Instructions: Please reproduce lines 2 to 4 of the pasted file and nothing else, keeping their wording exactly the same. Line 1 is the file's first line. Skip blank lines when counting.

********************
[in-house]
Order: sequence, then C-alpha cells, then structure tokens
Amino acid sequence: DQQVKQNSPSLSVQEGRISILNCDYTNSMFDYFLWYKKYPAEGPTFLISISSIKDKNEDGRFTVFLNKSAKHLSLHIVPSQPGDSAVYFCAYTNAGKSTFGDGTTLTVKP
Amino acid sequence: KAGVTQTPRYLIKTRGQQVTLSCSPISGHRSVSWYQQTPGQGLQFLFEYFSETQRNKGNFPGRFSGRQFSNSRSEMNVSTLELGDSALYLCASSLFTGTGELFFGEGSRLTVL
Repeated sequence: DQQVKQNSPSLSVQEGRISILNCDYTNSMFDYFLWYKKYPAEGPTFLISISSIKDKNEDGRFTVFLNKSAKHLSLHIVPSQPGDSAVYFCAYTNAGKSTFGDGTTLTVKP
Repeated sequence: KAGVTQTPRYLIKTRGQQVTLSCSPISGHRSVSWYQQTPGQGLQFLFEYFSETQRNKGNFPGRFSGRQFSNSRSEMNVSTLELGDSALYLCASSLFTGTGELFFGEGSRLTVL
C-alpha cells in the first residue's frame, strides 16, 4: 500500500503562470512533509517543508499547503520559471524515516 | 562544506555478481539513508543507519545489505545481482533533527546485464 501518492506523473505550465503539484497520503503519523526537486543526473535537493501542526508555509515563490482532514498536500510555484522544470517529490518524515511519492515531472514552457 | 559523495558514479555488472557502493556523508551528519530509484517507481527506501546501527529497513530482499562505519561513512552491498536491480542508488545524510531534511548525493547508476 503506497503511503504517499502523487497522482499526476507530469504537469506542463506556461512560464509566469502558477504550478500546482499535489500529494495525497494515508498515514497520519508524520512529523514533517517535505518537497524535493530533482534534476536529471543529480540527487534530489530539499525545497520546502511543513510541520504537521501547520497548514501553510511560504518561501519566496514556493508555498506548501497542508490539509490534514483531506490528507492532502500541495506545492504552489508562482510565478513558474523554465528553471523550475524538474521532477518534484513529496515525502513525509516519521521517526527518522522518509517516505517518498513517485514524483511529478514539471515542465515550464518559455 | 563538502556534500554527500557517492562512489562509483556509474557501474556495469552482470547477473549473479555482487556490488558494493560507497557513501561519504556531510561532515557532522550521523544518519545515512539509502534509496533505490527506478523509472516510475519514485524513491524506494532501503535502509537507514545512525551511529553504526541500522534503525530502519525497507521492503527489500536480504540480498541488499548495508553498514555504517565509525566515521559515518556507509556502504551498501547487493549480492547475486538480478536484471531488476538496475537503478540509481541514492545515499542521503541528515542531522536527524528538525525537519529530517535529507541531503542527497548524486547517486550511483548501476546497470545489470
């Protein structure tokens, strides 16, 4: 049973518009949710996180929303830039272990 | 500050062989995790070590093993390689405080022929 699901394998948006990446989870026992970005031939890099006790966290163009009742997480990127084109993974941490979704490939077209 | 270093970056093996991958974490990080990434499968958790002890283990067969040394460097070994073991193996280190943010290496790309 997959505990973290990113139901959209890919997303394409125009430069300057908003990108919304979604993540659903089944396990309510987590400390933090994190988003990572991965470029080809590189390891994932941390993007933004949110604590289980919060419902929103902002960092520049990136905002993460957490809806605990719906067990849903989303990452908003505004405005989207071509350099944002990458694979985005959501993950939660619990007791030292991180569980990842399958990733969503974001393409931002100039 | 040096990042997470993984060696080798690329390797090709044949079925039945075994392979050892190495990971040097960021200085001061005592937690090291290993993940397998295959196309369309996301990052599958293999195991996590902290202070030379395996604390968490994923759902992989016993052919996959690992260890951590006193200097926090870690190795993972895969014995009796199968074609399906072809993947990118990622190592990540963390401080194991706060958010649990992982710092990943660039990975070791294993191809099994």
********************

Order: sequence, then C-alpha cells, then structure tokens
Amino acid sequence: DQQVKQNSPSLSVQEGRISILNCDYTNSMFDYFLWYKKYPAEGPTFLISISSIKDKNEDGRFTVFLNKSAKHLSLHIVPSQPGDSAVYFCAYTNAGKSTFGDGTTLTVKP
Amino acid sequence: KAGVTQTPRYLIKTRGQQVTLSCSPISGHRSVSWYQQTPGQGLQFLFEYFSETQRNKGNFPGRFSGRQFSNSRSEMNVSTLELGDSALYLCASSLFTGTGELFFGEGSRLTVL